Cutting back Columbine helps the plant to put growing energy into the roots, resulting in a more vigorous plant every year. Columbine typically only blooms for a couple weeks in the spring and then sets seed early in the summer. Deadheading the spent blooms will reduce self-seeding and keep the plants tidy while they prepare to go dormant for the summer. When foliage begins to turn brown, the whole plant can be cut back to 3-4 inch above the soil. Cutting back Columbine early will prevent any diseases from spreading and over-wintering in the soil.
Caring for Columbine in Pots
Container-grown Columbine is a great way to add color to a mixed seasonal display or to highlight a particular hybrid variety. All container-grown plants need to have regular watering and possibly extra fertilizing to keep them growing vigorously. Select pots with excellent drainage so that the plant's roots are not sitting in standing water and the potting soil has enough air. Do not use garden soil in containers. It tends to be too heavy and not free draining.
An all-purpose potting soil will have perlite or vermiculite added for drainage and for lightening the texture. Feeding container-grown Columbines needs to be done on a monthly basis until they start to go dormant for the summer. An organic fish emulsion or liquid kelp fertilizer diluted with water in a watering can will support both blooming and strong plant structure.
Winter Care for Columbine
Columbine needs minimal maintenance over the winter. This is a very hardy perennial that is available for just about every growing zone in the United States. Generally, the plants have already gone dormant before the first frosts of the fall. Trim any dead foliage and stems, leaving 2-3 inches standing above the soil. Mulching with organic compost or leaves will help to insulate the roots and mark where the plants are over the winter.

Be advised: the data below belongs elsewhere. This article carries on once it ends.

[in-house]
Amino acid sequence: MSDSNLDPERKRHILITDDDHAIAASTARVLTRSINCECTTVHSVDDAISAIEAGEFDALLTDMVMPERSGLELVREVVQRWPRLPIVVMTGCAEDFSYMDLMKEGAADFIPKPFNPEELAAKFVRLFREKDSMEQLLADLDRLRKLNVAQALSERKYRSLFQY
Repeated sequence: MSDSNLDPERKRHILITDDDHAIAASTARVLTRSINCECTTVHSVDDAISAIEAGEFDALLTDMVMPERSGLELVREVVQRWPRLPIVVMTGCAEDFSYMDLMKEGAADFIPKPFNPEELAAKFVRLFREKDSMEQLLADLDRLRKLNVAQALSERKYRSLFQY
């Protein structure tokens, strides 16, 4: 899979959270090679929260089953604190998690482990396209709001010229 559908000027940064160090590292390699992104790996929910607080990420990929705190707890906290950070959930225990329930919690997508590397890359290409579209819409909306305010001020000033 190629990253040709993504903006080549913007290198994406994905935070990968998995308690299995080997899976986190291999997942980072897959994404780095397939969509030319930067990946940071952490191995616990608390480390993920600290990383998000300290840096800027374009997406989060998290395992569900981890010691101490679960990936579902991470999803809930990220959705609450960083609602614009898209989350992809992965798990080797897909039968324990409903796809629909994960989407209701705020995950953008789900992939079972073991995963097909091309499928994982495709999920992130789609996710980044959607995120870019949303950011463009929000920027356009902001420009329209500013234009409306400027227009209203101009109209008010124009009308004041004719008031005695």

Container-grown Columbine rarely requires extra watering. Place pots in an area exposed to rain, but not washed out if the rain is heavy. Placing pots up on bricks or dedicated ‘pot feet’ will assist with drainage and prevent accumulation of standing water.
Common Columbine Care Questions
Do Columbine Do Better in Sun or Shade?
Columbine do love the sun, but they don't love the heat. Full sun is great for columbine unless you're in southern states or warmer climates, then they'll appreciate partial shade and some mulch to help keep their roots cool.
Should Columbine Be Cut Back After Blooming?
Deadheading columbine will encourage additional blooming. Cutting them back in the fall to prevent self-seeding is preferable for some, but allowing them to self-sow isn't all bad as they are short-lived plants with an average life expectancy of 3 to 4 years.
Why Is My Columbine Turning Yellow?
It is normal for columbine to be yellow after blooming, especially if it's been a hot, dry summer. Cutting them back to the ground if you wish is fine. The plant may not show any new growth until spring and if it doesn't, that does not mean it is dead.
Why Are My Columbine Leaves Turning White?
White leaves on columbine may be due to powdery mildew, which can be combated by watering in the morning, not watering from overhead, increasing air circulation around the plants, removing and discarding infected leaves, and spraying the plants with baking soda, and water, dish soap, and horticultural oil mix. If the white sections of the leaves appear to be little trails, you likely have leaf miners. You can either remove and discard the affected leaves or kill the miners by pressing the leaves between your fingers where ever the trails are visible.
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Author Robbin Small - Published 7-12-2022